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The simple pleasure of lilac blossoms



Fleeting moments of lilacs and sunshine are here.

I notice the lilacs when I drive to work and when I drive home, every day.

Their purple loveliness hangs heavy over cracked grey sidewalks, and sometimes, borders lush green lawns. To me they are a gentle reminder of good and beautiful things that cost nothing, but are here simply as eye candy, wonderful for the eye to behold and a treasure to the work-weary soul.

The lilacs won’t last much longer, and once again, I didn’t manage to confiscate quite as many of the luscious bouquets as I wanted to.

“Surely, the ones hanging over the sidewalk don’t really belong to anyone,” the voice in my head coaxes.

But, it’s not because I fear some lilac policeperson will give me a ticket that keeps me from stopping to pick them. It’s because I always seem to be busy, too busy!

In a serious attempt to slow down the voices in my head which say, “Do this, do that, don’t smell the roses, you don’t have time for goodness sake,” I went to a meditation class with my daughter.

I was pleased when she asked me to join her.

I need to meditate, I told myself. I need to go inside and tell all those voices telling me to get up and get busy to get stuff done to go tell somebody else to do that stuff.

And, my super achiever daughter needs to do it to.

I arrived breathless, late and thinking longingly of a cigarette, to the class.

I slide into my chair, trying to be invisible and not attract a lot of attention because everyone else was already visualizing stuff that wasn’t really there and feeling all peaceful.

I close my eyes like she tells me to. Visualize a golden light around you, she says in this low voice I struggle to hear.

I try, but I simply can’t.

Instead I wonder about things, important things.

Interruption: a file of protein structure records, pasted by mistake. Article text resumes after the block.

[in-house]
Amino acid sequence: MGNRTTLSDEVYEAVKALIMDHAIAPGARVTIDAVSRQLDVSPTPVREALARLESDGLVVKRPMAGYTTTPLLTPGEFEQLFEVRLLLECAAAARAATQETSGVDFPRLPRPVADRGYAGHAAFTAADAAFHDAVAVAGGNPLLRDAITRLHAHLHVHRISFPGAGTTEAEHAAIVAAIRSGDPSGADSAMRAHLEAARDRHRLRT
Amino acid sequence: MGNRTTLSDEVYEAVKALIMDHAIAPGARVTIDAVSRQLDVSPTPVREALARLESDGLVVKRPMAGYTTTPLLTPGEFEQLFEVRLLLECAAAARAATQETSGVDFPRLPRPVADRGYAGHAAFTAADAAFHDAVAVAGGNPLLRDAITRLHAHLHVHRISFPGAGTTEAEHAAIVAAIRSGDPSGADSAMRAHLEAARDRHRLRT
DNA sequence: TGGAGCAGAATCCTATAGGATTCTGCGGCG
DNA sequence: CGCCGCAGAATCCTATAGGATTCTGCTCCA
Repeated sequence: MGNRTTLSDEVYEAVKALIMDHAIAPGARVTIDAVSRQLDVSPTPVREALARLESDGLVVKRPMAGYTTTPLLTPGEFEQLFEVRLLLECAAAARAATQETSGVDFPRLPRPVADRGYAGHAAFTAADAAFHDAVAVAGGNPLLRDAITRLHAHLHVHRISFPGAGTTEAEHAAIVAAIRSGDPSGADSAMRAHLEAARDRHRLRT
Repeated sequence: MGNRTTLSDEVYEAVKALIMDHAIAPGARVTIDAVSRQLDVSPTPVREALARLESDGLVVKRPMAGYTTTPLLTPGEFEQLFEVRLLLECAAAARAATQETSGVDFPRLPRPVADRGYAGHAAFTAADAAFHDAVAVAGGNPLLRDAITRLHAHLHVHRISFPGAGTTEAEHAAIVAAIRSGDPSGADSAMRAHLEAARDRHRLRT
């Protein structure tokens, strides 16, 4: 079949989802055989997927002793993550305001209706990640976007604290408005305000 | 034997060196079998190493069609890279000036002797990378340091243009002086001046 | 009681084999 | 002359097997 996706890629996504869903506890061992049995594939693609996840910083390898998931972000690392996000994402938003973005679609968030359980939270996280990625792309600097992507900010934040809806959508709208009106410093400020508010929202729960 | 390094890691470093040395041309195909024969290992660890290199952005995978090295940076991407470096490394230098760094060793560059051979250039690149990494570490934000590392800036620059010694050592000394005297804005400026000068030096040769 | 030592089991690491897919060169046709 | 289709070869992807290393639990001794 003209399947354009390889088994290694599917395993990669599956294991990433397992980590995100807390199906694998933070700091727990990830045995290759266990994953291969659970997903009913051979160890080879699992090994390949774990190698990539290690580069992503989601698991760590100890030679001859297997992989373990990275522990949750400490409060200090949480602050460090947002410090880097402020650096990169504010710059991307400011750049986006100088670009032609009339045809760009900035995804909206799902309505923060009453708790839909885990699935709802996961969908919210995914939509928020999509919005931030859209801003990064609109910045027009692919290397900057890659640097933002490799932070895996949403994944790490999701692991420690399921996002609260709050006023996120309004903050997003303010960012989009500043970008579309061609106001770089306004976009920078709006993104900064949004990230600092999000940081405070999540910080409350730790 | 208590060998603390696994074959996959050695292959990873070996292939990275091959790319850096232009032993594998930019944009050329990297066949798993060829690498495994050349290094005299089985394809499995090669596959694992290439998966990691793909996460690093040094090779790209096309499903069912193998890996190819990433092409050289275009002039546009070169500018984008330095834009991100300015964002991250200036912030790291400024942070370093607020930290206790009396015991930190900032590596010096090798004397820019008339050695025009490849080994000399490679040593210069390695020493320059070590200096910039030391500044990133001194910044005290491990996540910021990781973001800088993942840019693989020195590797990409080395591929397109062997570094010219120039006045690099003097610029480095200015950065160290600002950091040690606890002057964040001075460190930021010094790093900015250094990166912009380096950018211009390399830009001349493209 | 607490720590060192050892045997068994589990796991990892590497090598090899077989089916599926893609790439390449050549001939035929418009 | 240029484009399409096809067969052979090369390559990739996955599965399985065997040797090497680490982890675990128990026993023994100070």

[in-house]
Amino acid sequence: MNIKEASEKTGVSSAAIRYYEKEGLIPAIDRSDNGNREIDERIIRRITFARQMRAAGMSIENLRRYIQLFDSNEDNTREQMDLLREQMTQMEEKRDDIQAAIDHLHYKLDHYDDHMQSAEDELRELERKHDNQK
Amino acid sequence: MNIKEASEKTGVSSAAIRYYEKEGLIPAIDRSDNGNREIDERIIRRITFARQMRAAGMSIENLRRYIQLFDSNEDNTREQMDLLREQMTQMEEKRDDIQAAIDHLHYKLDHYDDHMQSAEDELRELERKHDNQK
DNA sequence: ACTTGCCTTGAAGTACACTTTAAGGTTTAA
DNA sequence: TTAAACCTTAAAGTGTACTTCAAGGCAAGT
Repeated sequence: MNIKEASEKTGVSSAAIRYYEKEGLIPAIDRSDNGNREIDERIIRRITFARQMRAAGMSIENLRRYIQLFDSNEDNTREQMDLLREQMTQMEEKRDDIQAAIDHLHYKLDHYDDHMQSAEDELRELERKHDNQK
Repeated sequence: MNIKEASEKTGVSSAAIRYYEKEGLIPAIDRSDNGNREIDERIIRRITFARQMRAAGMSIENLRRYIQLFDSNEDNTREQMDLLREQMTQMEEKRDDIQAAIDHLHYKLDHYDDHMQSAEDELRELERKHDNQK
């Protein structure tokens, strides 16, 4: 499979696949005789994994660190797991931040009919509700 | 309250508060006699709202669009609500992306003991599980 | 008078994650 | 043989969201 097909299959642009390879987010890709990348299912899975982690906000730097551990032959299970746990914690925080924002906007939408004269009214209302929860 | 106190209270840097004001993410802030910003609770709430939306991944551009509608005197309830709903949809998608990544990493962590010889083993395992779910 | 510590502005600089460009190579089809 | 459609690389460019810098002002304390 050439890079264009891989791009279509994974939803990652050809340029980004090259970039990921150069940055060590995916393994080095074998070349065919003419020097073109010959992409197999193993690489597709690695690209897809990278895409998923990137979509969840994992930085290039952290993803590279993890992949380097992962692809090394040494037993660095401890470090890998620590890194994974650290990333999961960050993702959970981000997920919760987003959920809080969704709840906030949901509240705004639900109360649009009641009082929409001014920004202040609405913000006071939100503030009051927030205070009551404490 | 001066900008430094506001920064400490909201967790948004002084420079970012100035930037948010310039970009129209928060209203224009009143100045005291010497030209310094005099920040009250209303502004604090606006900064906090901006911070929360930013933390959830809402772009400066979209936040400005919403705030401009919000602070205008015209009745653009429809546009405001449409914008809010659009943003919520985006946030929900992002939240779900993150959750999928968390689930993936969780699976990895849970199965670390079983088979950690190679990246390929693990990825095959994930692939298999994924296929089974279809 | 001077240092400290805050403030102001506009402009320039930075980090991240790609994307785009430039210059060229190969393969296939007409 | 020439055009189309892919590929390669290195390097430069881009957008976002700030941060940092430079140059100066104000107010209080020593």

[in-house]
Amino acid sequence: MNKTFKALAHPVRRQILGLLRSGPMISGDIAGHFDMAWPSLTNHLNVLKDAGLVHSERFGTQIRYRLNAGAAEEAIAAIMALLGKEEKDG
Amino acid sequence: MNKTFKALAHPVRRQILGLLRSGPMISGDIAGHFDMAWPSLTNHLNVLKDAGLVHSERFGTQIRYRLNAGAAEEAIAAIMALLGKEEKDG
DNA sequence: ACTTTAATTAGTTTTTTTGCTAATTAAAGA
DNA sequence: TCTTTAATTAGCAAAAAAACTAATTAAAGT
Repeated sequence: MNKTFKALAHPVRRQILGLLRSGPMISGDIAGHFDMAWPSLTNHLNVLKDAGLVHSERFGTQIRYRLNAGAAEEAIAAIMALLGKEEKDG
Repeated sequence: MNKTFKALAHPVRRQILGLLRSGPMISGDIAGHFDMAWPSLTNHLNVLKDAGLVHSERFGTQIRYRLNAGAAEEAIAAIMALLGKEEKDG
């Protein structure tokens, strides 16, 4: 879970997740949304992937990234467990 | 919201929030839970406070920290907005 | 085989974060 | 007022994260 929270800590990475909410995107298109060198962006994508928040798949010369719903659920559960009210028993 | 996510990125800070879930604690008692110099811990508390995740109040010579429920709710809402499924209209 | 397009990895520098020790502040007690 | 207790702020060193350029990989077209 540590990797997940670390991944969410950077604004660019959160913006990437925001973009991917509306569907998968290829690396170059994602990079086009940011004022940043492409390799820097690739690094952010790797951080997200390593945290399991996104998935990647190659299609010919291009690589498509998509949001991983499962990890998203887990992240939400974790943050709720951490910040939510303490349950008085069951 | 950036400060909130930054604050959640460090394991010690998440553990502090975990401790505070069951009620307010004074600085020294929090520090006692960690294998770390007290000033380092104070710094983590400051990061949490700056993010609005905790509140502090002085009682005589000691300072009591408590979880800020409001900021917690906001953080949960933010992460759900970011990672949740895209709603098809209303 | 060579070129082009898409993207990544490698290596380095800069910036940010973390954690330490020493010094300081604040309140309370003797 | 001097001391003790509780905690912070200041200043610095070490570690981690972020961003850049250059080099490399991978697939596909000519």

I wonder if I’d put money in the parking meter and if I’d accidentally locked my keys in my car again.

I wondered if I’d shut my cell phone off and if not, would it ring.

I wondered if that last story I’d written was absolutely, positively correct.

I wondered if my daughter would want to go for coffee later.

I open my eyes and I peek at her.

I see her peeking at me also and in that moment I am overcome with a fit of giggles.

It’s very inappropriate. I struggle to restrain myself and obligingly go inside looking for the light.

It’s no good, I can’t find it, but as I’m looking I feel my body start to relax. I slump in the chair and think longingly of my bed and sleep.

The teacher brings us all back to the present, from which I had never really left, and I pay my $10 and my daughter’s as well, because she, the super achiever that she is, apparently forgot to bring cash.

My daughter declines my offer of coffee and I move out into the night, which is soft as summer, because it is, after all, almost summer and begin the drive home.

I notice the lilacs once again and think about stopping to pick some.

But, as usual, I tell myself I am too busy and drive home.

The wild roses will be out soon. Their fragile beauty will spread itself randomly throughout the countryside, covering harsh barbed wire fences and filling roadside ditches with their shy pink color.

I love the wild roses.

And this year, I promise myself I will, for sure, take the time to smell them, and maybe even bring a few home.

I feel pleased with this promise which has absolutely nothing to do with the meditation class, and everything to do with it, as well.

Stop! Smell the roses. Be in the moment. It’s all good. I get it.

But do not, however, when you are doing that, lock your keys in your car, because that would not be good.

I get that, too.

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